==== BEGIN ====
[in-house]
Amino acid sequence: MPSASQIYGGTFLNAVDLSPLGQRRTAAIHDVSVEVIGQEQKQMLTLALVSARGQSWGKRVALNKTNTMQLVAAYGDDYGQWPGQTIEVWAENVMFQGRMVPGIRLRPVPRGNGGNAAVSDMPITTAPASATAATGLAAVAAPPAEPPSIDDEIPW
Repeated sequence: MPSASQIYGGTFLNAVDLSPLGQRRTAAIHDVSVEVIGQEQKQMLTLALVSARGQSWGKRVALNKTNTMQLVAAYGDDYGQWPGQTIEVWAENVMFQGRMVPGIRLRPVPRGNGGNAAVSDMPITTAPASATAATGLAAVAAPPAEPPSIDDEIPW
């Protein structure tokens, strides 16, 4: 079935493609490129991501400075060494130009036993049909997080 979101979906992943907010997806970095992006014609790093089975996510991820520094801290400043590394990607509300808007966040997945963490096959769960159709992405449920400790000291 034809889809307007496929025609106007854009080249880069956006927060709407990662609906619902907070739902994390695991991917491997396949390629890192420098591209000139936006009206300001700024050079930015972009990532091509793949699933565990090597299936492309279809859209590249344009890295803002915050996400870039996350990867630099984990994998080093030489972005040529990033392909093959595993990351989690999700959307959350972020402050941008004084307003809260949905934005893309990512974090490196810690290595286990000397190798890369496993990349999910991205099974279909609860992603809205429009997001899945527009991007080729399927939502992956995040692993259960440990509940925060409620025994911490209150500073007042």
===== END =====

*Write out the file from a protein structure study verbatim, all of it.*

[in-house]
Amino acid sequence: MPSASQIYGGTFLNAVDLSPLGQRRTAAIHDVSVEVIGQEQKQMLTLALVSARGQSWGKRVALNKTNTMQLVAAYGDDYGQWPGQTIEVWAENVMFQGRMVPGIRLRPVPRGNGGNAAVSDMPITTAPASATAATGLAAVAAPPAEPPSIDDEIPW
Repeated sequence: MPSASQIYGGTFLNAVDLSPLGQRRTAAIHDVSVEVIGQEQKQMLTLALVSARGQSWGKRVALNKTNTMQLVAAYGDDYGQWPGQTIEVWAENVMFQGRMVPGIRLRPVPRGNGGNAAVSDMPITTAPASATAATGLAAVAAPPAEPPSIDDEIPW
């Protein structure tokens, strides 16, 4: 079935493609490129991501400075060494130009036993049909997080 979101979906992943907010997806970095992006014609790093089975996510991820520094801290400043590394990607509300808007966040997945963490096959769960159709992405449920400790000291 034809889809307007496929025609106007854009080249880069956006927060709407990662609906619902907070739902994390695991991917491997396949390629890192420098591209000139936006009206300001700024050079930015972009990532091509793949699933565990090597299936492309279809859209590249344009890295803002915050996400870039996350990867630099984990994998080093030489972005040529990033392909093959595993990351989690999700959307959350972020402050941008004084307003809260949905934005893309990512974090490196810690290595286990000397190798890369496993990349999910991205099974279909609860992603809205429009997001899945527009991007080729399927939502992956995040692993259960440990509940925060409620025994911490209150500073007042």